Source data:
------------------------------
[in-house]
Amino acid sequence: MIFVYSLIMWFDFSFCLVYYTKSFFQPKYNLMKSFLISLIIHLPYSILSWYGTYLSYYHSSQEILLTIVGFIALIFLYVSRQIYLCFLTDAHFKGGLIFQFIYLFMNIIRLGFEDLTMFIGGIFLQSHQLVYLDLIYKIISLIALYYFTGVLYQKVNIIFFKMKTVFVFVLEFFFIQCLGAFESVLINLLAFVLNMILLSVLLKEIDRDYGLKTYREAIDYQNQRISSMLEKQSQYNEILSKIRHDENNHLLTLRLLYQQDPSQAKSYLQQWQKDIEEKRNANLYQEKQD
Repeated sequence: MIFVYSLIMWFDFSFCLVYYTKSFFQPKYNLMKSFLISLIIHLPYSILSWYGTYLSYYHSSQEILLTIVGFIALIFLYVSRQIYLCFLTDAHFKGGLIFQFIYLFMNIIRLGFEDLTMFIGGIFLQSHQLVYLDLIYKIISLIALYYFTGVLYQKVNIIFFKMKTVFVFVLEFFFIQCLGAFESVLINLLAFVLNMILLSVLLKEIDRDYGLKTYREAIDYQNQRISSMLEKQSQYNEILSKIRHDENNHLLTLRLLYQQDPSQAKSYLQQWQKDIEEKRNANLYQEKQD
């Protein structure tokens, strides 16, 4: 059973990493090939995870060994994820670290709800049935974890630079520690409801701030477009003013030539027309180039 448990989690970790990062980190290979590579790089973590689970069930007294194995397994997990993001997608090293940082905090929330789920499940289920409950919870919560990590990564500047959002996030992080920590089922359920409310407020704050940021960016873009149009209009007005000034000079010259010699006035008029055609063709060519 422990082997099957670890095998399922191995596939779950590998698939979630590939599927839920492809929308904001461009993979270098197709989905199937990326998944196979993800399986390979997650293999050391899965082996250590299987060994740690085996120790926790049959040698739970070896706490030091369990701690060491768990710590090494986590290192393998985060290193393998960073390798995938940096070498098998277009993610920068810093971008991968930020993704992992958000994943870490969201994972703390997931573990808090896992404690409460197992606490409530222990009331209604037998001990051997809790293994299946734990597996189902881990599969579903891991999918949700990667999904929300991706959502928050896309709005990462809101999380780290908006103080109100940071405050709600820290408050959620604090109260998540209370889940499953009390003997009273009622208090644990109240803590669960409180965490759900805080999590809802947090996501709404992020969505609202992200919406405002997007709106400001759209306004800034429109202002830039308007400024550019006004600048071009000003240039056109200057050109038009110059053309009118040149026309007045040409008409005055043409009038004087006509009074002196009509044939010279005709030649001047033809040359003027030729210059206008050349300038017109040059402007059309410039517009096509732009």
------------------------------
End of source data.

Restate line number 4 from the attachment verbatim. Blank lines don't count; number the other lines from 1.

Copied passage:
């Protein structure tokens, strides 16, 4: 059973990493090939995870060994994820670290709800049935974890630079520690409801701030477009003013030539027309180039 448990989690970790990062980190290979590579790089973590689970069930007294194995397994997990993001997608090293940082905090929330789920499940289920409950919870919560990590990564500047959002996030992080920590089922359920409310407020704050940021960016873009149009209009007005000034000079010259010699006035008029055609063709060519 422990082997099957670890095998399922191995596939779950590998698939979630590939599927839920492809929308904001461009993979270098197709989905199937990326998944196979993800399986390979997650293999050391899965082996250590299987060994740690085996120790926790049959040698739970070896706490030091369990701690060491768990710590090494986590290192393998985060290193393998960073390798995938940096070498098998277009993610920068810093971008991968930020993704992992958000994943870490969201994972703390997931573990808090896992404690409460197992606490409530222990009331209604037998001990051997809790293994299946734990597996189902881990599969579903891991999918949700990667999904929300991706959502928050896309709005990462809101999380780290908006103080109100940071405050709600820290408050959620604090109260998540209370889940499953009390003997009273009622208090644990109240803590669960409180965490759900805080999590809802947090996501709404992020969505609202992200919406405002997007709106400001759209306004800034429109202002830039308007400024550019006004600048071009000003240039056109200057050109038009110059053309009118040149026309007045040409008409005055043409009038004087006509009074002196009509044939010279005709030649001047033809040359003027030729210059206008050349300038017109040059402007059309410039517009096509732009």